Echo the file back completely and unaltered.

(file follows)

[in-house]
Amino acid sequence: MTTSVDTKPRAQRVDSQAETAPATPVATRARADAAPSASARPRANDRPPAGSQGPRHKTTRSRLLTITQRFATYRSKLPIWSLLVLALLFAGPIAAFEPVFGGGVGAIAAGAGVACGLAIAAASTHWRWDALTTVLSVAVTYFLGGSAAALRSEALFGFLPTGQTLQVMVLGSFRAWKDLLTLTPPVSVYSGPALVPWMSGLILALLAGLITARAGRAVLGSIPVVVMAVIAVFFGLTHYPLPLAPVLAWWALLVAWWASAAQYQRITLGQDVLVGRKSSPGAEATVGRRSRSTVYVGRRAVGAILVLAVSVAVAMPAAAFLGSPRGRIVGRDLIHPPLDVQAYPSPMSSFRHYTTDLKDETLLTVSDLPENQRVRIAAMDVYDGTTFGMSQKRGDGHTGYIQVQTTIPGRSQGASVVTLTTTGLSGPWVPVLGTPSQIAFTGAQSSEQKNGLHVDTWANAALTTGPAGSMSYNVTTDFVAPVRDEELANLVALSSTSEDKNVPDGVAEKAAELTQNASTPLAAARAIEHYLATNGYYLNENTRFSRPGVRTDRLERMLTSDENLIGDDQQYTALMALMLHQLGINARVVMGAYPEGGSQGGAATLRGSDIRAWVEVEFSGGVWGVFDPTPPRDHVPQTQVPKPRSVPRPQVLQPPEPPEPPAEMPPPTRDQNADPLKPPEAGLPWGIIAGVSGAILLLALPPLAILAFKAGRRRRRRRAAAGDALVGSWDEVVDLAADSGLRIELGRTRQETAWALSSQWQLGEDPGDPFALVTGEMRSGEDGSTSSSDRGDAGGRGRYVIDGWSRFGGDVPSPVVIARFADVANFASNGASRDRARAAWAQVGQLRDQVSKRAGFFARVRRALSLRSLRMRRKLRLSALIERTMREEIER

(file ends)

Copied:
[in-house]
Amino acid sequence: MTTSVDTKPRAQRVDSQAETAPATPVATRARADAAPSASARPRANDRPPAGSQGPRHKTTRSRLLTITQRFATYRSKLPIWSLLVLALLFAGPIAAFEPVFGGGVGAIAAGAGVACGLAIAAASTHWRWDALTTVLSVAVTYFLGGSAAALRSEALFGFLPTGQTLQVMVLGSFRAWKDLLTLTPPVSVYSGPALVPWMSGLILALLAGLITARAGRAVLGSIPVVVMAVIAVFFGLTHYPLPLAPVLAWWALLVAWWASAAQYQRITLGQDVLVGRKSSPGAEATVGRRSRSTVYVGRRAVGAILVLAVSVAVAMPAAAFLGSPRGRIVGRDLIHPPLDVQAYPSPMSSFRHYTTDLKDETLLTVSDLPENQRVRIAAMDVYDGTTFGMSQKRGDGHTGYIQVQTTIPGRSQGASVVTLTTTGLSGPWVPVLGTPSQIAFTGAQSSEQKNGLHVDTWANAALTTGPAGSMSYNVTTDFVAPVRDEELANLVALSSTSEDKNVPDGVAEKAAELTQNASTPLAAARAIEHYLATNGYYLNENTRFSRPGVRTDRLERMLTSDENLIGDDQQYTALMALMLHQLGINARVVMGAYPEGGSQGGAATLRGSDIRAWVEVEFSGGVWGVFDPTPPRDHVPQTQVPKPRSVPRPQVLQPPEPPEPPAEMPPPTRDQNADPLKPPEAGLPWGIIAGVSGAILLLALPPLAILAFKAGRRRRRRRAAAGDALVGSWDEVVDLAADSGLRIELGRTRQETAWALSSQWQLGEDPGDPFALVTGEMRSGEDGSTSSSDRGDAGGRGRYVIDGWSRFGGDVPSPVVIARFADVANFASNGASRDRARAAWAQVGQLRDQVSKRAGFFARVRRALSLRSLRMRRKLRLSALIERTMREEIER